Home Page
Economics Education Forum
Colander's Post


MACROECONOMICS, 6th ed. (2005)
by David Colander

Excerpt from "Preface"

"Before I started writing this book I had done quite a bit of research on economics education. As part of that research, Arjo Klamer and I had surveyed and interviewed graduate students in a number of top graduate programs. Two of the most disturbing things we discovered were that economic institutions and economic literature were being given short shrift in graduate economics education. For example, in response to the question, "How important is a knowledge of economic literature to being successful as an economist?" only 10 percent of the students responded that it was very important, while 43 percent said it was unimportant. In response to the question, "How important to achieving success as an economist is having a thorough knowledge of the economy?" only 3 percent said it was very important, while 68 percent said it was unimportant.
I believe that the majority of the profession is concerned with these results. Certainly the students we interviewed were concerned. They said they believe that institutions and literature were very important. Their survey responses simply indicated their perception of how people succeed in the profession, not that the current situation was the way it should be. Almost all economists I know believe that students need to know economic literature and have a thorough knowedge of the institutions. without the appropriate background knowledge of institutions and literature, all the technical skills in the world aren't going to provide one with the economic sensibility necessary to understand what's going on in the economy or to decide whether or not a model is relevant.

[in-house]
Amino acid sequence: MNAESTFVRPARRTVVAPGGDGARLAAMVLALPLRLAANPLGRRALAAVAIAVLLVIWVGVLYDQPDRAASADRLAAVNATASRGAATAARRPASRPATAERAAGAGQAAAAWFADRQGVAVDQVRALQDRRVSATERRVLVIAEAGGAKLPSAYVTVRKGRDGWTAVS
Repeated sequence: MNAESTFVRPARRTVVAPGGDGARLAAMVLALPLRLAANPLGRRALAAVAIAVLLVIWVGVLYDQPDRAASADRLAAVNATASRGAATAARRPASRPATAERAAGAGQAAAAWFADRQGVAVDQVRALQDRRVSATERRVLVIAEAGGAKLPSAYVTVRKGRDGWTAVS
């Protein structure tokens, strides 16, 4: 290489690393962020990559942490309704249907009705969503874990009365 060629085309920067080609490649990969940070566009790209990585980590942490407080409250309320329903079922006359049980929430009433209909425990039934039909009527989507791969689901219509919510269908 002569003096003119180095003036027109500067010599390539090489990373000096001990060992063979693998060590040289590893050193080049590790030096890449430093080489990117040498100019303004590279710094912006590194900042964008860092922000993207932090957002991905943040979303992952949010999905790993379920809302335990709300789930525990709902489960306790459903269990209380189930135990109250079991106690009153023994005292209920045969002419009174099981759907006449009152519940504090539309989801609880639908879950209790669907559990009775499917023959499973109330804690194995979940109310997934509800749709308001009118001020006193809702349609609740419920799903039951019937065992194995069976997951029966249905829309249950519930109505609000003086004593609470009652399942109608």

As I thought about these results and considered my own teaching, I realized that the problem was not only in graduate schools; it had filtered down to undergraduate texts. As I looked through the texts, I saw excellent discussions of technical issues and of models, but little discussion of economic sensibility. These books didn't even try to provide the intellectual context within which those models were to be applied. The standard texts had settled into teaching technique for the sake of technique and had shifted away from teaching economic sensibility.
I decided that if I were serious about playing a role in reinstituting economic sensibility and a knowledge of institutions and literature in economics education, I would have to write an introductory textbook that did that. I took it as a challenge. Meeting that challenge was what drove me to write this book; it is what kept me going when all my rational instincts told me it was too much time and too much work."